Signs of change are everywhere — almost
Not that we really need official confirmation, but indeed the owners of the Holiday Inn/Holiday Inn Express hotel chains have no intentions of buying and renovating the Medical Arts building on Peachtree Street where the company’s signs are currently draped.
The huge banner proclaiming “The Signs of Change Are Everywhere” mean everywhere you see a refurbished Holiday Inn hotel but not actually at 384 Peachtree.
Spokeswoman Sarah-Ann Soffer said the company’s advertising team wanted an “iconic” location for the advertising and indeed, the banners, which are part of a global re-branding campaign, will be seen in such well-known places as Times Square in New York.
“We felt the Medical Arts building was a very high-profile location. It is a very high-traffic location,” she said by phone today.
Mind you, not high-profile enough that anyone has actually occupied the building in years but high-profile enough for an ad campaign.
(Ms. Soffer, who is based in Atlanta, very helpfully said the building has been vacant since the 1990s).
Holiday Inn is the first company to use the building as a place for outdoor advertising, and one can see why it’s enticing. Not only do you have a lot of car and bus traffic at that corner, but the banners must be visible from the nearby condos and hotels.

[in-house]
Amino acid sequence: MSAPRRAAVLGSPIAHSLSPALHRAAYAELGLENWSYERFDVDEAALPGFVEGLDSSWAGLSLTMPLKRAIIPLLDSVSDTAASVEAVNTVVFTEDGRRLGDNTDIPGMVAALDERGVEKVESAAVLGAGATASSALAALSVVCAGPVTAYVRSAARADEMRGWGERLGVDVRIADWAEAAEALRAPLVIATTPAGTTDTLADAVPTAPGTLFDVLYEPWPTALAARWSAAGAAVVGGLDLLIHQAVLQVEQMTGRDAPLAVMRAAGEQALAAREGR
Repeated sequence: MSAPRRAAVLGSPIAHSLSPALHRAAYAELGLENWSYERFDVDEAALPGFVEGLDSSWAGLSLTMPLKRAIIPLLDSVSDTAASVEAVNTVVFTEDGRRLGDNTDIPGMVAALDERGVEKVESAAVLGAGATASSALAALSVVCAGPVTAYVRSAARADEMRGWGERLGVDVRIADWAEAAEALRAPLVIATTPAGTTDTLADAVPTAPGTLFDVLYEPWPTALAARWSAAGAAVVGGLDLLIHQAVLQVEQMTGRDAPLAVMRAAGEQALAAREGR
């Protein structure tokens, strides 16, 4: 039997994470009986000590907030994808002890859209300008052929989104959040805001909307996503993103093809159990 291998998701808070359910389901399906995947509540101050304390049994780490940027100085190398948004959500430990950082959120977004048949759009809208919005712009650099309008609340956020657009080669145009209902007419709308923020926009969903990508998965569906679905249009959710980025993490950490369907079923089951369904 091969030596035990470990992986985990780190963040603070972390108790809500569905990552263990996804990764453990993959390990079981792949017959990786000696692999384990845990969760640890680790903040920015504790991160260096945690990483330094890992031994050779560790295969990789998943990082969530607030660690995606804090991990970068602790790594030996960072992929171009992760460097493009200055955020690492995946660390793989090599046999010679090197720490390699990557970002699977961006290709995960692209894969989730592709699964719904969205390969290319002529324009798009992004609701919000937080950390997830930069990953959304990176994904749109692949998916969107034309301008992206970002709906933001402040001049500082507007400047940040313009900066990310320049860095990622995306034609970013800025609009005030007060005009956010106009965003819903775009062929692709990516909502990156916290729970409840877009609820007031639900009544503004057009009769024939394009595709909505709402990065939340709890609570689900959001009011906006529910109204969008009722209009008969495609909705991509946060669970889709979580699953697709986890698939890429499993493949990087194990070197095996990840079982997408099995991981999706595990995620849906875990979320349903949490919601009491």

Something about this is depressing in a post-modern kind of way. The building still has value — but not as a building. As an easel. As a backdrop.
Of course, to play devil’s advocate here, who can blame developers?
Why would I, as a developer, want to build or renovate a building that sits right next to a huge, freakin’ highway? What kind of a view is that? And the area right in front of the building is one of Atlanta’s famous lulls, where development just stops.
(I will stop here before launching into one of my pet theories, which is that Atlanta should embark on its own Big Dig and bury the Connector).
So case closed. No new hotel.
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